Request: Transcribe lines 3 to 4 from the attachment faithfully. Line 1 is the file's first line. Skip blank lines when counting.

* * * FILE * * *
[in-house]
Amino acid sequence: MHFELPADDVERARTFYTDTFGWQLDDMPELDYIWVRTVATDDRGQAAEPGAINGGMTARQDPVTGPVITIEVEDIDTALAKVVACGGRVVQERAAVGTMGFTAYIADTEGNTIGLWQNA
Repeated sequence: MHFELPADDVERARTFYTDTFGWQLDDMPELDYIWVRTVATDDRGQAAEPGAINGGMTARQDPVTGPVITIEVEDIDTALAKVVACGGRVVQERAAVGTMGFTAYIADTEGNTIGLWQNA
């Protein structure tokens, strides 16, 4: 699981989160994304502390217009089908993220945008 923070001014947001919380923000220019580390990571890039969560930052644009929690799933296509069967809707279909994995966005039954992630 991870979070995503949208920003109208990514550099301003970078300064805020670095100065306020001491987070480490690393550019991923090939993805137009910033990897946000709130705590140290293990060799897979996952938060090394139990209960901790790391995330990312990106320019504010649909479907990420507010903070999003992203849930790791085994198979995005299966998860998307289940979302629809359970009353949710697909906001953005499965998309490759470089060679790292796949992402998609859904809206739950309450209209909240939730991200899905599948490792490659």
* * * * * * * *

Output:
Repeated sequence: MHFELPADDVERARTFYTDTFGWQLDDMPELDYIWVRTVATDDRGQAAEPGAINGGMTARQDPVTGPVITIEVEDIDTALAKVVACGGRVVQERAAVGTMGFTAYIADTEGNTIGLWQNA
């Protein structure tokens, strides 16, 4: 699981989160994304502390217009089908993220945008 923070001014947001919380923000220019580390990571890039969560930052644009929690799933296509069967809707279909994995966005039954992630 991870979070995503949208920003109208990514550099301003970078300064805020670095100065306020001491987070480490690393550019991923090939993805137009910033990897946000709130705590140290293990060799897979996952938060090394139990209960901790790391995330990312990106320019504010649909479907990420507010903070999003992203849930790791085994198979995005299966998860998307289940979302629809359970009353949710697909906001953005499965998309490759470089060679790292796949992402998609859904809206739950309450209209909240939730991200899905599948490792490659």